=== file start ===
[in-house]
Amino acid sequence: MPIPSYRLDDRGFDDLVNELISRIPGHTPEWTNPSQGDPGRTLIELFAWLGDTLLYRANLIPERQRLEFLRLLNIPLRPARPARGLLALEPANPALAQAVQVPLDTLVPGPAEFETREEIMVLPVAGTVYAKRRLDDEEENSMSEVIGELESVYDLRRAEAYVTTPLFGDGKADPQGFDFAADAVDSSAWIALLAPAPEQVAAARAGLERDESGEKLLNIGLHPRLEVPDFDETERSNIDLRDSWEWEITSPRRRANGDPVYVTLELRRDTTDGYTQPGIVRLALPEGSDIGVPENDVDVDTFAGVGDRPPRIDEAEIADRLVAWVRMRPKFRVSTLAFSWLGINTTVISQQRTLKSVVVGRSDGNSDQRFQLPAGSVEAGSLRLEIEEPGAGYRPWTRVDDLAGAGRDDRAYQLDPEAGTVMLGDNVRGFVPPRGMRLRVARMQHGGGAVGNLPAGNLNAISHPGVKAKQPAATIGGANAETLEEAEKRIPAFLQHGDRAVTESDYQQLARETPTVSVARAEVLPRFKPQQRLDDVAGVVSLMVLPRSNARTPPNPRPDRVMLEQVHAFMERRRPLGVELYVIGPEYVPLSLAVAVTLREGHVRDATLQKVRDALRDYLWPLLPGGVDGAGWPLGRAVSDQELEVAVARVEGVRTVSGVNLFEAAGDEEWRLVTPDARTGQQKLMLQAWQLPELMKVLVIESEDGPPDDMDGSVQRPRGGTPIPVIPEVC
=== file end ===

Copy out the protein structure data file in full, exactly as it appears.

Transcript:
[in-house]
Amino acid sequence: MPIPSYRLDDRGFDDLVNELISRIPGHTPEWTNPSQGDPGRTLIELFAWLGDTLLYRANLIPERQRLEFLRLLNIPLRPARPARGLLALEPANPALAQAVQVPLDTLVPGPAEFETREEIMVLPVAGTVYAKRRLDDEEENSMSEVIGELESVYDLRRAEAYVTTPLFGDGKADPQGFDFAADAVDSSAWIALLAPAPEQVAAARAGLERDESGEKLLNIGLHPRLEVPDFDETERSNIDLRDSWEWEITSPRRRANGDPVYVTLELRRDTTDGYTQPGIVRLALPEGSDIGVPENDVDVDTFAGVGDRPPRIDEAEIADRLVAWVRMRPKFRVSTLAFSWLGINTTVISQQRTLKSVVVGRSDGNSDQRFQLPAGSVEAGSLRLEIEEPGAGYRPWTRVDDLAGAGRDDRAYQLDPEAGTVMLGDNVRGFVPPRGMRLRVARMQHGGGAVGNLPAGNLNAISHPGVKAKQPAATIGGANAETLEEAEKRIPAFLQHGDRAVTESDYQQLARETPTVSVARAEVLPRFKPQQRLDDVAGVVSLMVLPRSNARTPPNPRPDRVMLEQVHAFMERRRPLGVELYVIGPEYVPLSLAVAVTLREGHVRDATLQKVRDALRDYLWPLLPGGVDGAGWPLGRAVSDQELEVAVARVEGVRTVSGVNLFEAAGDEEWRLVTPDARTGQQKLMLQAWQLPELMKVLVIESEDGPPDDMDGSVQRPRGGTPIPVIPEVC